|           It all started
simply enough, with a plan to visit PCV Lisa in Nouadhibou, on
the northernmost coast of Mauritania. The appeal for me to do
so had to do with Nouadhibou's being the coolest place in the
country and this is one of the hottest times of the year.
helping out with the training of our new group, and was then
going to return to Nouadhibou after the trainees swore in as
Volunteers. I was going to travel with her when she went home.
When I asked her about specific dates so that I could make the
flight reservations (it is that far away!), she told me, "Erin
and Chris asked me if I'd go to Tunisia with them. Why don't
you come along with us?"
Several of our PCVs have been to Tunisia for vacation and have
come back raving about its wonders. When I told our Country
Director that I was thinking about going there, he said, "You
must go to Tunisia." (He served there in the Peace
Corps for two years. The country advanced so much that it no
longer needed Peace Corps help, so that program was closed down.)
the reservations was fraught with problems and I don't want
to bore people with the details. Suffice it to say that travel
agencies in Mauritania are still far from being able to make
guaranteed reservations by computer. Getting the tickets for
this flight meant going to the travel agent, paying in cash,
and then having somebody from the travel agency hand deliver
the money to Tunisair, where he had to wait in line with everyone
else who was buying tickets. It's the very picture of inefficiency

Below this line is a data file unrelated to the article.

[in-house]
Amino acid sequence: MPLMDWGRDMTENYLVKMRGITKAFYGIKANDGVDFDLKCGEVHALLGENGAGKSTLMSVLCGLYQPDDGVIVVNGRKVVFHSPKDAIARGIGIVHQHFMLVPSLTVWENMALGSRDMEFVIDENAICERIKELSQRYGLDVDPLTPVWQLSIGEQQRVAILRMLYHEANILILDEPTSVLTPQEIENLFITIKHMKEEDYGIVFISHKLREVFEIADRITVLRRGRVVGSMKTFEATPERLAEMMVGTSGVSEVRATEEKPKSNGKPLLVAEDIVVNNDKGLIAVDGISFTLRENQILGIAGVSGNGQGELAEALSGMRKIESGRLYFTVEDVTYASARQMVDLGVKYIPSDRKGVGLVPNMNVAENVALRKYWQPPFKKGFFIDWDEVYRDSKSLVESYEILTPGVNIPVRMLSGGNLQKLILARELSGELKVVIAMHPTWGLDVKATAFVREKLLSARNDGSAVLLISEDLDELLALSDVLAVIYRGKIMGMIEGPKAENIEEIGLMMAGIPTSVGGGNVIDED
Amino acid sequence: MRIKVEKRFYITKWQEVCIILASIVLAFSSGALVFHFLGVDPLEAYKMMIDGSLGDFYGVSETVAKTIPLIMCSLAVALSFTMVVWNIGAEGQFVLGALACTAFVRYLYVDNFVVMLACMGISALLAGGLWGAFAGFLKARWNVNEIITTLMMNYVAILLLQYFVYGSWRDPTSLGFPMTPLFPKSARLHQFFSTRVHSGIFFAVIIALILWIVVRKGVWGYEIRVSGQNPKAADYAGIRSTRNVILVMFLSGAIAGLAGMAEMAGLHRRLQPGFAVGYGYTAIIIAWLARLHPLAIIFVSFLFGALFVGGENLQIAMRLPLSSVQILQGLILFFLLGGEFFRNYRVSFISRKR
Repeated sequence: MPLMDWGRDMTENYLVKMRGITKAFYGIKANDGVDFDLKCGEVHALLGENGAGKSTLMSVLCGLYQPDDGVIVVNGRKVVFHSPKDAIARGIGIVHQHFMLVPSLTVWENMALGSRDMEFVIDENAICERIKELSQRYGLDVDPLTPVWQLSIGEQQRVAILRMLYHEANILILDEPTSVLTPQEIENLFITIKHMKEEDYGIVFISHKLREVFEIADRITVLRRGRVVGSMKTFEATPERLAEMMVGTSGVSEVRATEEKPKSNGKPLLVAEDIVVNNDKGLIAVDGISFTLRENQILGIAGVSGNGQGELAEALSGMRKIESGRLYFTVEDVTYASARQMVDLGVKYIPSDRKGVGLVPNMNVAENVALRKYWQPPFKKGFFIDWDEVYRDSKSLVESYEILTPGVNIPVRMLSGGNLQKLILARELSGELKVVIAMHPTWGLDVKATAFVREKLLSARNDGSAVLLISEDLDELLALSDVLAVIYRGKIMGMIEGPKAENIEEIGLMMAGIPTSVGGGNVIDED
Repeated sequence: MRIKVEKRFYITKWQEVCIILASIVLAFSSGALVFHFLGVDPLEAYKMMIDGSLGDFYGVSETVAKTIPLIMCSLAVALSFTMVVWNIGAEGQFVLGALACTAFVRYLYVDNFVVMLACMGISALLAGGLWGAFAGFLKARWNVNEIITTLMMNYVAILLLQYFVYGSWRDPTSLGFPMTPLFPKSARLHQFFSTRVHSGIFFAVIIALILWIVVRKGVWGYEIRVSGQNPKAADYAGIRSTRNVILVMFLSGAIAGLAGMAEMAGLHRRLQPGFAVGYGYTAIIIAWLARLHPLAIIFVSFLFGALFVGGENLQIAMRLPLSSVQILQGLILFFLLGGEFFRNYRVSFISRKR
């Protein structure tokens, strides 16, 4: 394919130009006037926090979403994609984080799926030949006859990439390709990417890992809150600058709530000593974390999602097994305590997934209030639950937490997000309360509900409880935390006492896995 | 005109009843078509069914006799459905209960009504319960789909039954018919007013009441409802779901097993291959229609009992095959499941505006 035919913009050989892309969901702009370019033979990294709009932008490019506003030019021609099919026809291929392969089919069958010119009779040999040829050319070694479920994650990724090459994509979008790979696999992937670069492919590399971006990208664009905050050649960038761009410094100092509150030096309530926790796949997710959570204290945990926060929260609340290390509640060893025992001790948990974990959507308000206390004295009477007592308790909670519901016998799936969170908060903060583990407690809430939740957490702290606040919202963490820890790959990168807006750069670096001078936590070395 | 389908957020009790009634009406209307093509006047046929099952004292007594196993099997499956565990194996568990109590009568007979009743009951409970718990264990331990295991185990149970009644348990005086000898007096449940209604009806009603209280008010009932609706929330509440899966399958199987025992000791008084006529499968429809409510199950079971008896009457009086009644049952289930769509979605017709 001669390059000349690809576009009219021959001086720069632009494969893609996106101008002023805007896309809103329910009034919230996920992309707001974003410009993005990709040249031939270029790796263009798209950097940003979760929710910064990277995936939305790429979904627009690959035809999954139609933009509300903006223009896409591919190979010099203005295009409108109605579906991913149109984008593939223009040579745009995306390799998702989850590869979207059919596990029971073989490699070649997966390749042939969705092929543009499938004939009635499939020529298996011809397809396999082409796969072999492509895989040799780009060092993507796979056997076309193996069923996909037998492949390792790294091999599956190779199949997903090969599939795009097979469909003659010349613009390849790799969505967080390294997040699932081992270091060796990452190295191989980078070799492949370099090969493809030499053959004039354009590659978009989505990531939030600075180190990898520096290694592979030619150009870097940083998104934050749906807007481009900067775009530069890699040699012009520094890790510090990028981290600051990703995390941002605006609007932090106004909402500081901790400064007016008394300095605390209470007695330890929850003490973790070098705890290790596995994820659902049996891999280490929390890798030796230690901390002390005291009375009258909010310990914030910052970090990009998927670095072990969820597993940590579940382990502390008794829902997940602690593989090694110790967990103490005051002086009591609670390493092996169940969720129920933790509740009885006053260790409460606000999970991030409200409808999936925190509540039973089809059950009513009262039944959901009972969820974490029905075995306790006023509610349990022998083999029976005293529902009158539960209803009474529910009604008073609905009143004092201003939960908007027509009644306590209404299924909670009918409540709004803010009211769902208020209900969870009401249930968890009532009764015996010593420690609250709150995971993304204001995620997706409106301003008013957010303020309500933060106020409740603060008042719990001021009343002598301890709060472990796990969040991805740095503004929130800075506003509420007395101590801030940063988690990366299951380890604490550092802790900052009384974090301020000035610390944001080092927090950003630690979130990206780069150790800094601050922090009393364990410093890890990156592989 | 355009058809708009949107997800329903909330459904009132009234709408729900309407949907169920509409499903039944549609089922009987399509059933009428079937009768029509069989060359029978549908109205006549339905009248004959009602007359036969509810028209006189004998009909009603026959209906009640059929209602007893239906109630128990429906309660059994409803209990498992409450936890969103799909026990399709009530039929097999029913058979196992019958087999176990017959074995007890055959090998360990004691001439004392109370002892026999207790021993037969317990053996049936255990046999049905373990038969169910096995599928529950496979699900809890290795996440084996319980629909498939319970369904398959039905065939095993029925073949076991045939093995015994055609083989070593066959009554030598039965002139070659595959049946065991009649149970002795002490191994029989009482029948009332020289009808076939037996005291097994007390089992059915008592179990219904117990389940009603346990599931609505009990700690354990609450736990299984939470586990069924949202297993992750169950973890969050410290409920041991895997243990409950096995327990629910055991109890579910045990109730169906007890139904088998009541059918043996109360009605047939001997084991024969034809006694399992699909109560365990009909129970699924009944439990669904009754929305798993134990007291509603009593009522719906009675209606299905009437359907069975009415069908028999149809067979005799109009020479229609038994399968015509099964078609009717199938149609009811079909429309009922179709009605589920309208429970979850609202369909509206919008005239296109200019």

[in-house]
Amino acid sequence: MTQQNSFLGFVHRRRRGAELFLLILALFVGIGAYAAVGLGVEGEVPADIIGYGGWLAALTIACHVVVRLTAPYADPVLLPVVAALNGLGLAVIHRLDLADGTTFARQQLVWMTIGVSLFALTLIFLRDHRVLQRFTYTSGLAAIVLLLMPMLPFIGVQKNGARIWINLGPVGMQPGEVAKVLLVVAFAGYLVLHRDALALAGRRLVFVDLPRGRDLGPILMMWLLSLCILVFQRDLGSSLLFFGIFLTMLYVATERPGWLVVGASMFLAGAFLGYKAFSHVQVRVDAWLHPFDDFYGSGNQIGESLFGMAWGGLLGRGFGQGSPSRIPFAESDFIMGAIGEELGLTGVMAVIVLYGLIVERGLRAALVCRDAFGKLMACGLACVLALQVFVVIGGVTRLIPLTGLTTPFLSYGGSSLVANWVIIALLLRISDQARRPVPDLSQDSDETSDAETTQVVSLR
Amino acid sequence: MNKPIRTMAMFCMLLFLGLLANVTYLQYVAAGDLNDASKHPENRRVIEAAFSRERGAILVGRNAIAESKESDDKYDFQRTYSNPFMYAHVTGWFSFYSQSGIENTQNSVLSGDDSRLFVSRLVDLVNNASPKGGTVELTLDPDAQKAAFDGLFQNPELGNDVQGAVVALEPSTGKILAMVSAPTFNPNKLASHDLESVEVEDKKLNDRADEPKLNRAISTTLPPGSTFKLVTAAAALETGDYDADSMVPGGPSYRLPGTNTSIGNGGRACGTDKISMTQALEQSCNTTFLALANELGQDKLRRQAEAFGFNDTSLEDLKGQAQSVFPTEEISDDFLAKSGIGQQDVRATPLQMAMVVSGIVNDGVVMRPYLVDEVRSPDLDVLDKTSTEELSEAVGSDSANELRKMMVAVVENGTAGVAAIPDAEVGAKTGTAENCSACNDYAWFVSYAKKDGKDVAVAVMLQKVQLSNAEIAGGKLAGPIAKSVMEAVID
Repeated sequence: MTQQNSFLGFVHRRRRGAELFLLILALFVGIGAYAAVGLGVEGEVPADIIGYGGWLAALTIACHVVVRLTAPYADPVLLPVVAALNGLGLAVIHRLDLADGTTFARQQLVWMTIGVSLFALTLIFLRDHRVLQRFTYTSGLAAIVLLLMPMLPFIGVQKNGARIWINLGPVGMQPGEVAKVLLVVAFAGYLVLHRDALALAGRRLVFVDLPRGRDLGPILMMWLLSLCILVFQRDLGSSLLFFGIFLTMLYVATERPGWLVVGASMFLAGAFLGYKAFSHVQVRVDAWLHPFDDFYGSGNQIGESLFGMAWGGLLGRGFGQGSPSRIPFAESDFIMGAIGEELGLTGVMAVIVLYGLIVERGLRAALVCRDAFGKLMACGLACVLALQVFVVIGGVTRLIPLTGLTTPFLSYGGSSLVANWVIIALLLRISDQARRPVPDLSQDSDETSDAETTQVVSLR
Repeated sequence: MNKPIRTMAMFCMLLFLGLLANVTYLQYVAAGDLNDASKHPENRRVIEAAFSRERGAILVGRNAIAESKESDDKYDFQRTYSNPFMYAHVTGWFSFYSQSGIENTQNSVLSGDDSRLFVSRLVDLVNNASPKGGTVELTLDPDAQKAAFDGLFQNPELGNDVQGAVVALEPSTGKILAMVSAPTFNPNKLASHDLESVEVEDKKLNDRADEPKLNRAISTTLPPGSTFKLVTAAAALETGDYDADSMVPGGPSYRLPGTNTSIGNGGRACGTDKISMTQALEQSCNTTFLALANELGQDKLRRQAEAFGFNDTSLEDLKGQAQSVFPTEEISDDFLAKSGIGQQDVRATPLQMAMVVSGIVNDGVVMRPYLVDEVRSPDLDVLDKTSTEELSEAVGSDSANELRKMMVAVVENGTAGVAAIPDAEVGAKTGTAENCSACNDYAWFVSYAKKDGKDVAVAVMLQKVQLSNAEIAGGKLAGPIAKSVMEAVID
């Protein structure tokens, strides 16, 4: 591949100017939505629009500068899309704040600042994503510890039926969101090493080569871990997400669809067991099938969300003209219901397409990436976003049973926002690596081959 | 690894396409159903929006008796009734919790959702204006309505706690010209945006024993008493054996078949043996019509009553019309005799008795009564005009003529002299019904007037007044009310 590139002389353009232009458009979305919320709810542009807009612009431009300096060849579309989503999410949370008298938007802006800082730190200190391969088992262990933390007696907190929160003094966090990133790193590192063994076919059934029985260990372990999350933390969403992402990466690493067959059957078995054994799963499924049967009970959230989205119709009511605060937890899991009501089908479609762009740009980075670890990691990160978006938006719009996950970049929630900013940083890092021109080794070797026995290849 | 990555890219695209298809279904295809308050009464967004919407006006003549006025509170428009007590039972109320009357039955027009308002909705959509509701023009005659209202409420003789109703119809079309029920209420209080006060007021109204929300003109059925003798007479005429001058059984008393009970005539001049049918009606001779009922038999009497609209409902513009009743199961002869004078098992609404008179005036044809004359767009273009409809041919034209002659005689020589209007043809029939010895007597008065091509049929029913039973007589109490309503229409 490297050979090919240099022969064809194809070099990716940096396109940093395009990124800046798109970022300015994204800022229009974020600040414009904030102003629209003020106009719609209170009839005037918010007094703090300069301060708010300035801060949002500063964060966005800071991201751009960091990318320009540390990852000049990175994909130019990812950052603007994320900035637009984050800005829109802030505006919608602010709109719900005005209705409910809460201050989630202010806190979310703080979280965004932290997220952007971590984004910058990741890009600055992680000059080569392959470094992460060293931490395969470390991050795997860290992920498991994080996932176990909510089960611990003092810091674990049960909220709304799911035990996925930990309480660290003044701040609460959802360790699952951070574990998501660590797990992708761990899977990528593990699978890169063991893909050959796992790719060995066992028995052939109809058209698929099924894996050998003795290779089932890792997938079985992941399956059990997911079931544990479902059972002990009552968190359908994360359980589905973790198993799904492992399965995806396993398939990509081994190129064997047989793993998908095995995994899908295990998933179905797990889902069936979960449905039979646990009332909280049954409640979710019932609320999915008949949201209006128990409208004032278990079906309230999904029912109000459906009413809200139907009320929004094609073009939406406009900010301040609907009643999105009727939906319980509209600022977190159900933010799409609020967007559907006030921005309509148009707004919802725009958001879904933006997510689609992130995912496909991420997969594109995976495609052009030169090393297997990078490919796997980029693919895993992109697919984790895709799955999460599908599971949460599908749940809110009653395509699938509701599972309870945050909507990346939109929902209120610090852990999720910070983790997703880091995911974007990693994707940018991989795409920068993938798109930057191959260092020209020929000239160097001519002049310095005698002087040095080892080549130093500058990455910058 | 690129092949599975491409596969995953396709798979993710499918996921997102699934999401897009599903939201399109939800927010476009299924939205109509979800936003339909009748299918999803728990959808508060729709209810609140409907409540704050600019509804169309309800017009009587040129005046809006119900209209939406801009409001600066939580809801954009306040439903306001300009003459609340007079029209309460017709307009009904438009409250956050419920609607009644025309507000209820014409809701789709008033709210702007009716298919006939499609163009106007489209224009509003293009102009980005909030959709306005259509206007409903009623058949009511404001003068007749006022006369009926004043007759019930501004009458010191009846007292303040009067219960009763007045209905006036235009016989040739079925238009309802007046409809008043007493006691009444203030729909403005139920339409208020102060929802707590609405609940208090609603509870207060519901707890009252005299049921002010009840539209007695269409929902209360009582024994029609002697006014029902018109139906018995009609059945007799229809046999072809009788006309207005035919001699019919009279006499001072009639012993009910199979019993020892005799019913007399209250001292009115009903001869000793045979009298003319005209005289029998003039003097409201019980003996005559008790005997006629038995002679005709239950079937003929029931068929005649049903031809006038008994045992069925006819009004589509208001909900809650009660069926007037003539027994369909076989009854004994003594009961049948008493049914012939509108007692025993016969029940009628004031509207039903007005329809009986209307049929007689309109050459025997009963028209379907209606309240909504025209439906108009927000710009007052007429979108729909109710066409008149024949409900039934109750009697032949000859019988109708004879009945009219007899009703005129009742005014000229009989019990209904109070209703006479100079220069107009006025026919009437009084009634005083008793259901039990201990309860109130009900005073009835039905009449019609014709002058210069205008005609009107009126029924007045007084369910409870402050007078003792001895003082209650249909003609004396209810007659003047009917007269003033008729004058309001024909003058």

weekend, we had three reservations for four people. To begin
with, I made my reservation along with Lisa's. The problem was
that her money was in Nouadhibou, so she needed to go there
to get it so that she could pay for her ticket. When I paid
for my ticket, that somehow resulted in her reservation being
cancelled. There was no aplogy on the part of the travel agency,
no offer to help find another flight, and no suggestion to route
somebody through another carrier or another itinerary that would
eventually lead to Tunis. There are limited flights each week
and they all seem to be full during this time of the year.
a phone call on Sunday afternoon: if one of us were willing
to buy a seat in business class (about $120 more), we could
have that fourth seat! Done! At least we can all go together!
The other possibilities were starting to look grim: somebody
going through Casablanca and spending a night there or somebody
going anywhere from two days to a week later than the others.
The heat is
cranking up again. There are some days when I lose track of
how many showers I have taken. I do get some relief by walking
directly from the shower to stretch out on a matala in
front of a fan. There are some nights when I have to use the
go-to-bed-wet method: walking straight to bed from the shower
- do not pass GO, do not collect $200, do not dry off. There
have even been nights when I woke up in the middle of the night
to take a shower. That helped. Annika and Jigar bought a nice
fan when they were here, and they left it with me, since there
is no electricity in Annika's village. Sometimes it helps to
have a fan going on each side of me: stereo-fanic!